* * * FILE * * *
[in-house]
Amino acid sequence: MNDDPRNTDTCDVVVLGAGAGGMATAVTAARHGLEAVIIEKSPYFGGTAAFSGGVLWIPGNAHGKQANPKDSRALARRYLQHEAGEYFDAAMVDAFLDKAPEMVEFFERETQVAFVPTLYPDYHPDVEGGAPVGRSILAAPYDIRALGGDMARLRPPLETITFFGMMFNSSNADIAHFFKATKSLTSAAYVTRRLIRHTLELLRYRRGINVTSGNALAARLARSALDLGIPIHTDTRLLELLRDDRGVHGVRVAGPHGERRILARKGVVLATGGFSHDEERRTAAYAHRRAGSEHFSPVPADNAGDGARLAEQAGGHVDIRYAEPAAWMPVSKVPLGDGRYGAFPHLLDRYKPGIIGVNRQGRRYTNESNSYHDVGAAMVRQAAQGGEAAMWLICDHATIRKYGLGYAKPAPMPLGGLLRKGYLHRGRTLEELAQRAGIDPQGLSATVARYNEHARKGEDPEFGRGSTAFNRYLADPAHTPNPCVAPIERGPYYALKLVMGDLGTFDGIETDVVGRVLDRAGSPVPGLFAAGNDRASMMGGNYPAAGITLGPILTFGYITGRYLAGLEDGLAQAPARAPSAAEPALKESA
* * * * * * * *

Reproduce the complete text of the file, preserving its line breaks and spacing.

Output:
[in-house]
Amino acid sequence: MNDDPRNTDTCDVVVLGAGAGGMATAVTAARHGLEAVIIEKSPYFGGTAAFSGGVLWIPGNAHGKQANPKDSRALARRYLQHEAGEYFDAAMVDAFLDKAPEMVEFFERETQVAFVPTLYPDYHPDVEGGAPVGRSILAAPYDIRALGGDMARLRPPLETITFFGMMFNSSNADIAHFFKATKSLTSAAYVTRRLIRHTLELLRYRRGINVTSGNALAARLARSALDLGIPIHTDTRLLELLRDDRGVHGVRVAGPHGERRILARKGVVLATGGFSHDEERRTAAYAHRRAGSEHFSPVPADNAGDGARLAEQAGGHVDIRYAEPAAWMPVSKVPLGDGRYGAFPHLLDRYKPGIIGVNRQGRRYTNESNSYHDVGAAMVRQAAQGGEAAMWLICDHATIRKYGLGYAKPAPMPLGGLLRKGYLHRGRTLEELAQRAGIDPQGLSATVARYNEHARKGEDPEFGRGSTAFNRYLADPAHTPNPCVAPIERGPYYALKLVMGDLGTFDGIETDVVGRVLDRAGSPVPGLFAAGNDRASMMGGNYPAAGITLGPILTFGYITGRYLAGLEDGLAQAPARAPSAAEPALKESA